3. I have been making wine from wild grapes with success for about 8 years now. I believe you left out an important step in the instructions for starting a stuck fermentation. When I have a stuck fermentation, I use Camden tablets, 1/gal., for 24 hours prior to restarting a wine batch. I do this because usually their is a reason that the yeast is stuck if there is access sugar and the camden tablets will get you back to a good restarting point, and should do no damage to the wine or not cause a delay since you are waiting on the wine starter anyway. Comments???

  4. Keyvan, you do have access to many varieties of wine yeast at the E.C.Kraus website that you are posting on. Just go to the top of the page and click on wine ingredients and select wine yeast, and ship to any address you choose. If you have access to the internet then any item you need is available here.

  5. Hi Ed,

    When I started my Blueberry wine the Specific Gravity 1.110, that was 40 days ago, since then I have tried four times to restart the wine.I have used yeast 4 times, red star premier cuvee yeast, yeast starter and Yeast Nutrient, and now the Specific Gravity 1.052, what else can I do, to have the wine finish fermenting?

    • Mike, there are many reasons that can cause a stuck fermentation. If adding nutrient and a yeast starter did not work, please take a look at the article posted below that covers the most common causes of fermentation failure. The first thing that i would check is the temperature of the juice. Before you can correct the situation, you need to find out what is causing the problem.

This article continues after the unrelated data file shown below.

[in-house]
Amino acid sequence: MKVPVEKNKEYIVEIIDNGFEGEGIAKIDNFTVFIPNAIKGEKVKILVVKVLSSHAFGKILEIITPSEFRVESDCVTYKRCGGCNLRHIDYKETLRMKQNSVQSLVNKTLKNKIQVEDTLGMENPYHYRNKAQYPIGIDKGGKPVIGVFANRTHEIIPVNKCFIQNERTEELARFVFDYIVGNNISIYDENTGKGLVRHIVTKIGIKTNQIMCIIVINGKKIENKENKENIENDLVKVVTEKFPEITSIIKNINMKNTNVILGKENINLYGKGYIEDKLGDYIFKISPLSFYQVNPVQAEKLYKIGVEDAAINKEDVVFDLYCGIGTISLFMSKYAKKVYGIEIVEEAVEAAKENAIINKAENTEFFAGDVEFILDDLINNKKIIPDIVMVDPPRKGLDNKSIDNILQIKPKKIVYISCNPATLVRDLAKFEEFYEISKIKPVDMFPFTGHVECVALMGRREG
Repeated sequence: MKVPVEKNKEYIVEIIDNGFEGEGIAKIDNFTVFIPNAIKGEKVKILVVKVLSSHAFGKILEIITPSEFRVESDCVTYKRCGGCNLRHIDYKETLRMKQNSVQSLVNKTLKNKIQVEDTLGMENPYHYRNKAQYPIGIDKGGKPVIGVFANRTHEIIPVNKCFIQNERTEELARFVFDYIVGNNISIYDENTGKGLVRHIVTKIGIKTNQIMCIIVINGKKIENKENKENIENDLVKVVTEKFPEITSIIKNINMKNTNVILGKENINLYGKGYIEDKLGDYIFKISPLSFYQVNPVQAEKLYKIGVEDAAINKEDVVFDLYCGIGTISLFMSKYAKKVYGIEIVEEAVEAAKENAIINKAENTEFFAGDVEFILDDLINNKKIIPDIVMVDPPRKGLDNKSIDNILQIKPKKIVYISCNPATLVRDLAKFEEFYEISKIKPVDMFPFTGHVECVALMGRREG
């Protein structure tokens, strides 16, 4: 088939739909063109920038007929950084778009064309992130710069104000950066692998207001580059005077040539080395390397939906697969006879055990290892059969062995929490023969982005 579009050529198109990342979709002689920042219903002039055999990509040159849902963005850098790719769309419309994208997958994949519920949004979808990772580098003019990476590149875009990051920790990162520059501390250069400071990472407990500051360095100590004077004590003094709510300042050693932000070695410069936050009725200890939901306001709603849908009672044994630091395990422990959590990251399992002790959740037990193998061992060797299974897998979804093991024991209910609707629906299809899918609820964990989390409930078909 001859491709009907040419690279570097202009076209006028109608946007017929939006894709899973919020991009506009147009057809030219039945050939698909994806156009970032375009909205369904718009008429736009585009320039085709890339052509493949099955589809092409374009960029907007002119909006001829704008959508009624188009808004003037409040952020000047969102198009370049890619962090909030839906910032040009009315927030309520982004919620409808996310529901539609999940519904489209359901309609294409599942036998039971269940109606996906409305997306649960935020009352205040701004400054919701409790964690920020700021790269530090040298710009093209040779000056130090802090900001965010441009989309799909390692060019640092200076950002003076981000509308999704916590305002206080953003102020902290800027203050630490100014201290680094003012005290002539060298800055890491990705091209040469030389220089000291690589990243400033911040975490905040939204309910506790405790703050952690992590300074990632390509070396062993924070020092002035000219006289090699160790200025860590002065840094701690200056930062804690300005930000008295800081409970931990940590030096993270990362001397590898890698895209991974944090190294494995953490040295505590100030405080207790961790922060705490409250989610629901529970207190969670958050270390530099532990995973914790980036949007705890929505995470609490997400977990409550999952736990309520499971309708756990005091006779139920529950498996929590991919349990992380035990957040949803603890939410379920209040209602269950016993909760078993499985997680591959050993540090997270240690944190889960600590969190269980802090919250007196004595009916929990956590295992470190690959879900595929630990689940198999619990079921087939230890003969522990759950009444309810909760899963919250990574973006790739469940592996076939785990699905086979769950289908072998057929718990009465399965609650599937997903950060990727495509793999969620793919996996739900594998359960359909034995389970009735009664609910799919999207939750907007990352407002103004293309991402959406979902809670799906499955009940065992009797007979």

Top Reasons For Fermentation Failure

  6. We are about to add the yeast starter into the carboy, should we use the airlock after adding the starter? Or leave open to allow air in? Sealing the yeast the 1st time was our initial mistake.

    We are adding the starter to wine that has already been through secondary fermentation and have already added stabilizing agents to.

  7. Having used campdon tablets to stop fermentation it turns out too soon will it restart if I use the yeast starter?

    • Jerry, you might want to leave the wine covered with just a towel overnight as you would have in the beginning to let the sulfites leave the wine before adding the yeast starter.

  8. Thanks for the starter recipe. Works well. However, the fermentation is now going at a snail’s pace.I keep the carboy warm, around 26-30C. I’ve measures the specific gravity a few times over the last 3 weeks and it has barely changed, around 1.03. Lots of gas , but no progress towards a finished fermentation. Does a restarted stuck fermentation always take this long?

    • Geof, if the specific gravity has been around the same for a few weeks, there may be something else causing the stuck fermentation. I would take a look at the article posted below that covers the most common causes of a stuck fermentation. One thing I notice is that your temperature might be too high and you will see this addressed in the article.

      Top Reasons For Fermentation Failure

      • Wow, I thought I was doing the right thing with my temperature settings. Great article and thanks so much. I’ll change the temperatures (I’m getting a temp control unit with a probe that will keep the temp within 0.5C). I’ll let you know how it goes. If it works out I’ll send you a bottle of the final product!!!

  9. Hello, I put my yeast in my wine juice and forgot to add the sulfite in so I put it in after I added the yeast, now what do I do.

    • Helena, adding sulfites after adding yeast would have destroyed the yeast. After waiting 24 hours for the sulfite to dissipate, you need to add more yeast.

  10. Hi , I bottled my blackberry wine about 6 months ago i like sweet wine but i over sweetened this batch is there any thing i can due i have 22 bottles . Thank you